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Thomas Woolsey SketchThe Pigeon Lake mission was established during a tense time of periodic food shortages and an increasing number of arriving missionaries, traders and explorers and mounting hostilities.

CarioleIn 1865 John McDougall was given the task of reopening the Pigeon Lake Mission. The re-established mission, renamed Woodville, became a meeting place for the Nakoda and, to lesser extent, the Cree in the region.

By 1869 the mission was taken over by Peter Campbell, who revealed in a report of 1870 his concerns about the hostilities between the local Blackfoot and the Nakoda:

The country at present is in a very disturbed state, the different tribes are at war. The Blackfeet, with an insatiable thirst for blood, are on the track of the Stoney, and it is quite possible they will visit the Mission in search of our people . . . Now there is no safety for the traveler, and he who journeys alone runs a great risk of losing his scalp . . . I have tried to visit Edmonton regularly during the winter; twice I walked it alone. It is 50 miles from here.

In 1870 hostilities between the Blackfoot and the Nakoda people had once again erupted. Although the situation was tense and Campbell was nervous, the mission continued to operate.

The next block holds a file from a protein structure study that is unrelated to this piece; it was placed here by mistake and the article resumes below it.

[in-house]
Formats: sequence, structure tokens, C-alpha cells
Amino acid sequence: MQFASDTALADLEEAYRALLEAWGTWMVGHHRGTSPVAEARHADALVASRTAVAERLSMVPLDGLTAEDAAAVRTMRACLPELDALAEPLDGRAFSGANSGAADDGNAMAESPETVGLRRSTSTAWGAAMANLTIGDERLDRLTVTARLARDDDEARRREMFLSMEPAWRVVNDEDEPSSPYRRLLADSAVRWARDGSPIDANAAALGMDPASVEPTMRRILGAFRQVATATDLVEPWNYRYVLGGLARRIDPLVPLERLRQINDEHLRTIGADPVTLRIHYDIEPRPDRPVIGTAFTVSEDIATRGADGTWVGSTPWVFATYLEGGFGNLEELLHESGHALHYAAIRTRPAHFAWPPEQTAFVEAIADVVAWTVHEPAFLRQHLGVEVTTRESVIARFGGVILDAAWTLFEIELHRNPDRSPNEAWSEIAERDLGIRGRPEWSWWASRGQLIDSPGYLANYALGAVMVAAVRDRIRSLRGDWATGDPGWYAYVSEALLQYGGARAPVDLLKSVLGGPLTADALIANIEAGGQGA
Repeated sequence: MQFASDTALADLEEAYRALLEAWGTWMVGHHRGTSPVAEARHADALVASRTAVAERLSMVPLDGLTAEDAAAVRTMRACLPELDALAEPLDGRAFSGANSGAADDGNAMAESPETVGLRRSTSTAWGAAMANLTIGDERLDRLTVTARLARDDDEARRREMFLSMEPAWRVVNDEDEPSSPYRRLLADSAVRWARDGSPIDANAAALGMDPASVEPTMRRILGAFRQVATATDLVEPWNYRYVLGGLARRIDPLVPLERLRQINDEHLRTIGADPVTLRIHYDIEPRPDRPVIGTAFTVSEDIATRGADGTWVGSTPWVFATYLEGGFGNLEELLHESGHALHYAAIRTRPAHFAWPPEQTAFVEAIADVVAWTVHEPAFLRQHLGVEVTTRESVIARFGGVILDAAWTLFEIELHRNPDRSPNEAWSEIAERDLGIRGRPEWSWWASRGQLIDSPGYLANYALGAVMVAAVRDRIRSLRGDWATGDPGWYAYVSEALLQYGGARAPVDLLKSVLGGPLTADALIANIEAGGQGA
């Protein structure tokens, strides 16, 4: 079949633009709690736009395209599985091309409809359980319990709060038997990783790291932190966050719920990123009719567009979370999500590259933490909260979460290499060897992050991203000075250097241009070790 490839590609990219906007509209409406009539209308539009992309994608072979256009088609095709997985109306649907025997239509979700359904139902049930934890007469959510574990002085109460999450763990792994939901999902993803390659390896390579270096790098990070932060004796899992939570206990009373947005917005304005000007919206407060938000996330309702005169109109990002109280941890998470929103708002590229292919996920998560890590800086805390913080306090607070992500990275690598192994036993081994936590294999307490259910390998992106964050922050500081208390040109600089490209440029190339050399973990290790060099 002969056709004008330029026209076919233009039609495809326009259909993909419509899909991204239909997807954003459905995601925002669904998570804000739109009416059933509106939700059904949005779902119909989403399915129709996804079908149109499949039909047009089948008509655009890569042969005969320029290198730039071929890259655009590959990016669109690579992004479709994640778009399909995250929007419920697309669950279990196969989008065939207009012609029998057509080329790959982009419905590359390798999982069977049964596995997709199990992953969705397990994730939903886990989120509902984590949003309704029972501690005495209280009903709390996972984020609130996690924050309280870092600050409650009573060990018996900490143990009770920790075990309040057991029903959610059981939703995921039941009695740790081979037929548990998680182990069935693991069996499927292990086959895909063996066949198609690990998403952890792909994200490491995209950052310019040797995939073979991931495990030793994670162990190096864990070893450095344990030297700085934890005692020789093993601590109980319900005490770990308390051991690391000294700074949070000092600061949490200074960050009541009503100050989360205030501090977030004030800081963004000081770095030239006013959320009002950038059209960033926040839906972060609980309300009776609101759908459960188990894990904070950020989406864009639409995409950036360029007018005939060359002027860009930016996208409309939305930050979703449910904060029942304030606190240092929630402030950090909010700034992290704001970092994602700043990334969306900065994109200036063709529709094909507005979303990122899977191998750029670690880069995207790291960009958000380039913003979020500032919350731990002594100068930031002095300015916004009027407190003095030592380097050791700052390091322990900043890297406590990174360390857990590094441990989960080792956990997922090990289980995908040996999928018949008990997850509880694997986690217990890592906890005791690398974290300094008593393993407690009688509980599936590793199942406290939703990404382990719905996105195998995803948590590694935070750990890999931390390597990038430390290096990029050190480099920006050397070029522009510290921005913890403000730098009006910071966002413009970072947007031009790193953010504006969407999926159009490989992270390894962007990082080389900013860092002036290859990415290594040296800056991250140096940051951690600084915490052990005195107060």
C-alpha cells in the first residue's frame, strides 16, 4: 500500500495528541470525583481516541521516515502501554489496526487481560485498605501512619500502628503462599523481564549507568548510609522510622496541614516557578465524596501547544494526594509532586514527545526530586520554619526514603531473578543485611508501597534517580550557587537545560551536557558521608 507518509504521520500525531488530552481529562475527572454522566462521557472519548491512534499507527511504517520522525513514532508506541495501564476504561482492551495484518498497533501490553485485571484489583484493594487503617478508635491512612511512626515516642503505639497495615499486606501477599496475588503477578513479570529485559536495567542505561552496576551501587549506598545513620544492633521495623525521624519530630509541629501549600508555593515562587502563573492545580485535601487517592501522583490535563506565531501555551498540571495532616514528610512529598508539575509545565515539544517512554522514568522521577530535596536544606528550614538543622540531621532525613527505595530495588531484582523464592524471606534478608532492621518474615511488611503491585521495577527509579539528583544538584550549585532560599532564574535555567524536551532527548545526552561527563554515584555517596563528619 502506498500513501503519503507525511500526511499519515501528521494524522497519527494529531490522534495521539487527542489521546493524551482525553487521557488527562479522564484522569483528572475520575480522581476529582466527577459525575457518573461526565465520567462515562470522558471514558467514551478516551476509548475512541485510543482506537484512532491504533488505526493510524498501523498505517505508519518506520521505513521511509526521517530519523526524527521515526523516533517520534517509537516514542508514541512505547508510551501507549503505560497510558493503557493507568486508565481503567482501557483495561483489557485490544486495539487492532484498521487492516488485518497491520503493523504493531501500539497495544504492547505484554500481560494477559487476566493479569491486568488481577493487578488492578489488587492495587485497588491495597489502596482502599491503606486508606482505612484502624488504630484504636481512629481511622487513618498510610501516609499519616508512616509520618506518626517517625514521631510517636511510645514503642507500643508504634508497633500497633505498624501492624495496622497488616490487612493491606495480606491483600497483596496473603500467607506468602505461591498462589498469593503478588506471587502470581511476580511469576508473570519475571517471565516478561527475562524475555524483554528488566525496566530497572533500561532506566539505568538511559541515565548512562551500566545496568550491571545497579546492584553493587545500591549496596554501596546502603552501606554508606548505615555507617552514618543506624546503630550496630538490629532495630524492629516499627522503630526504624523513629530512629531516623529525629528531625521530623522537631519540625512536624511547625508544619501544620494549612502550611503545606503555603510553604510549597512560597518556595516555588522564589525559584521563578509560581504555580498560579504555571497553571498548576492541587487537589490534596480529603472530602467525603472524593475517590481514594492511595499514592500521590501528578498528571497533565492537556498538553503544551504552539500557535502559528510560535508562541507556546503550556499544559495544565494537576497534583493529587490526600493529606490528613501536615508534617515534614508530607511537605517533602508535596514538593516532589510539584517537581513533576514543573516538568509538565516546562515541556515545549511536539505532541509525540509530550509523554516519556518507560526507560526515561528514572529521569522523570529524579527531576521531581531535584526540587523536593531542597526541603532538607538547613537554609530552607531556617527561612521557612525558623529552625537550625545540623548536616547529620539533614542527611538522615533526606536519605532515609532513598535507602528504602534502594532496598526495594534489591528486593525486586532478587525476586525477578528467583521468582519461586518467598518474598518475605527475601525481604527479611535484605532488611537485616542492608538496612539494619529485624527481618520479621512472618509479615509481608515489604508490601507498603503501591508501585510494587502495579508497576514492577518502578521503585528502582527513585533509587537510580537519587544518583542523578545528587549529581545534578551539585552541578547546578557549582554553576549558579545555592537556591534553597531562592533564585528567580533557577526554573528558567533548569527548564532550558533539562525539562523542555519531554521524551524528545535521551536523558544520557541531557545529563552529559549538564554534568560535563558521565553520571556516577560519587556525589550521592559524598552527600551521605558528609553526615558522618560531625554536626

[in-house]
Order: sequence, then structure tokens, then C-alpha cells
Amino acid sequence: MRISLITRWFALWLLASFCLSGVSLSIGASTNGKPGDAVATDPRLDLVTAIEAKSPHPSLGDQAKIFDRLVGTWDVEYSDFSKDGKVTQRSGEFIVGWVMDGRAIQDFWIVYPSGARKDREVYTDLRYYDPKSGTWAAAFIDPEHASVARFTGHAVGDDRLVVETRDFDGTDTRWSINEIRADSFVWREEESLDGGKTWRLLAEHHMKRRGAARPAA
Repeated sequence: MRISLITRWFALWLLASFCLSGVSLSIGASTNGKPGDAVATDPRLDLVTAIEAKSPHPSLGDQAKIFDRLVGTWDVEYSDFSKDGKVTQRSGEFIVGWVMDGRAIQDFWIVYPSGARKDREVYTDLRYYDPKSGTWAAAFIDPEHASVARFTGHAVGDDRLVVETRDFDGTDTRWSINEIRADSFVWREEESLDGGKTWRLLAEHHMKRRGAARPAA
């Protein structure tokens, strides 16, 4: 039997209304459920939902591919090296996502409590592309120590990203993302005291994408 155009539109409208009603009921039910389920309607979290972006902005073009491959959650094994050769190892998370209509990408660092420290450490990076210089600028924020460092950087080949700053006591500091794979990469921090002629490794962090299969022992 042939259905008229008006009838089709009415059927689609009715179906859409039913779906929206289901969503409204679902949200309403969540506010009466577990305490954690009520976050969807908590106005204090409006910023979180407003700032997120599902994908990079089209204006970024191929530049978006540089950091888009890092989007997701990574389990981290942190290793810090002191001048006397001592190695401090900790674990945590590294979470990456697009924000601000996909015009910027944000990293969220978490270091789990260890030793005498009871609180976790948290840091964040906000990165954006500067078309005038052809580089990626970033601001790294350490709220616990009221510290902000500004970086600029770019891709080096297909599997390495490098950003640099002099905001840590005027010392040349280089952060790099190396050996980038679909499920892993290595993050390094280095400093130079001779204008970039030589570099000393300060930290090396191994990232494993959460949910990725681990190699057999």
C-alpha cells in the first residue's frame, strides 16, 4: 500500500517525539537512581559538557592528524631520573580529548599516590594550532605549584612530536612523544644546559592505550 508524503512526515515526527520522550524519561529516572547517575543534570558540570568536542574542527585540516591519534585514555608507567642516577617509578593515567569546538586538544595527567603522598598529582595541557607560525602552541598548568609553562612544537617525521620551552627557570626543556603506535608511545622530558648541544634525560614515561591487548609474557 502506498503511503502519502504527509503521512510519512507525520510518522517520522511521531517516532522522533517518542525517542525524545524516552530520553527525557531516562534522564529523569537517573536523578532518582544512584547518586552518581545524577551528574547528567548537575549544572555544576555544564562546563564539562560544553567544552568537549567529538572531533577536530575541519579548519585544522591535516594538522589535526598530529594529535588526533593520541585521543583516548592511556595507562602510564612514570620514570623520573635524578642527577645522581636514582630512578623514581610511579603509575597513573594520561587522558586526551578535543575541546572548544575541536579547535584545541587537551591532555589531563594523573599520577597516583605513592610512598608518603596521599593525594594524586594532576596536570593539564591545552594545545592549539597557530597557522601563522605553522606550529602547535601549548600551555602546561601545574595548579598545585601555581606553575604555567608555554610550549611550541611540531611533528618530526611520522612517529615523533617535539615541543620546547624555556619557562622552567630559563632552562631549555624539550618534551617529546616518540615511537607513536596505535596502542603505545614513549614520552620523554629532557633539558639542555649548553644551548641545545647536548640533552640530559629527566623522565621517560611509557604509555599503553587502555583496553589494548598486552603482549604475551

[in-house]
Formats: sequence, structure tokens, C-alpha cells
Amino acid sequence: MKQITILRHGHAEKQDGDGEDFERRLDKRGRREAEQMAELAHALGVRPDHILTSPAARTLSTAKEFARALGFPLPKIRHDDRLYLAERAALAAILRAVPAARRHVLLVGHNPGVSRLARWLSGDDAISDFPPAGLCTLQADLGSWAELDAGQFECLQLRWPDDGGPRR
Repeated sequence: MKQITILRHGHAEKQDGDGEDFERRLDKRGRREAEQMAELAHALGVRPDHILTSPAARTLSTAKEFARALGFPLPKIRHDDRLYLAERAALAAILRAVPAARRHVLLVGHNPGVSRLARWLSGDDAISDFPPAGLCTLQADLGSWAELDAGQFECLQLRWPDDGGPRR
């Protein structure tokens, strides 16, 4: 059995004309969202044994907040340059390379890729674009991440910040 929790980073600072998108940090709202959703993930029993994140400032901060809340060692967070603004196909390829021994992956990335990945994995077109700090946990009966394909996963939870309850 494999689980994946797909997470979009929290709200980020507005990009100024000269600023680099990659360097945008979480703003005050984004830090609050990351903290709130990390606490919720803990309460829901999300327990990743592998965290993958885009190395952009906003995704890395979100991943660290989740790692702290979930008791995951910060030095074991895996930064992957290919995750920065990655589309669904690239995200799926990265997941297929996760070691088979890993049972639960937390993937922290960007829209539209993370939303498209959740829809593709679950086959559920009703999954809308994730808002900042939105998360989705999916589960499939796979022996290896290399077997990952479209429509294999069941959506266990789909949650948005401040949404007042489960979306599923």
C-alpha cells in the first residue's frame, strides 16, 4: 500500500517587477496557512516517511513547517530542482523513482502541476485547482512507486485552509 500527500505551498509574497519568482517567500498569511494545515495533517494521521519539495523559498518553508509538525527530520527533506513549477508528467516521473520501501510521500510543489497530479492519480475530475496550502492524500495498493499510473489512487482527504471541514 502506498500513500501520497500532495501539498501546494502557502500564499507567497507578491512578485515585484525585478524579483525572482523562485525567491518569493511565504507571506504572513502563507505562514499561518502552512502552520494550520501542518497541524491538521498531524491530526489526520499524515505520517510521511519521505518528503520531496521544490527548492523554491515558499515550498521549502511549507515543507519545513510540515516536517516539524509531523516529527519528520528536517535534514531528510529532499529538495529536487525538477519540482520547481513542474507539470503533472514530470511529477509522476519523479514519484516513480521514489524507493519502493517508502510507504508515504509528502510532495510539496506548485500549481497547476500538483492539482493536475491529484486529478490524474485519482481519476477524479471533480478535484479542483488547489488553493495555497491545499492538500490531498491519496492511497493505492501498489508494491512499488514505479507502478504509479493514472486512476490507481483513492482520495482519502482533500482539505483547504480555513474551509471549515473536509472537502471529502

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John NelsonAfter 1874 the Pigeon Lake Mission declined. While a few missionaries attended to the neglected site, until the arrival of John Nelson in 1882, the mission was generally ignored. Although Nelson remained at Woodville for 10 years, the mission proceeded to decline and was eventually moved Wolf Creek in 1884. Misfortune continued and in 1886 a measles epidemic claimed a full third of the community and half of the school children. By this time the original Pigeon Lake Mission site had been fully abandoned.

Related Topics:
Robert Rundle »
Thomas Woolsey »
John McDougall »
Henry Steinhauer »
Peter Erasmus »

Citation Sources
Hutchinson, Gerald. The Meeting Place: Rundle's Mission at Pigeon Lake, Alberta. Edmonton: Rundle's Mission Conference Centre Inc., 199

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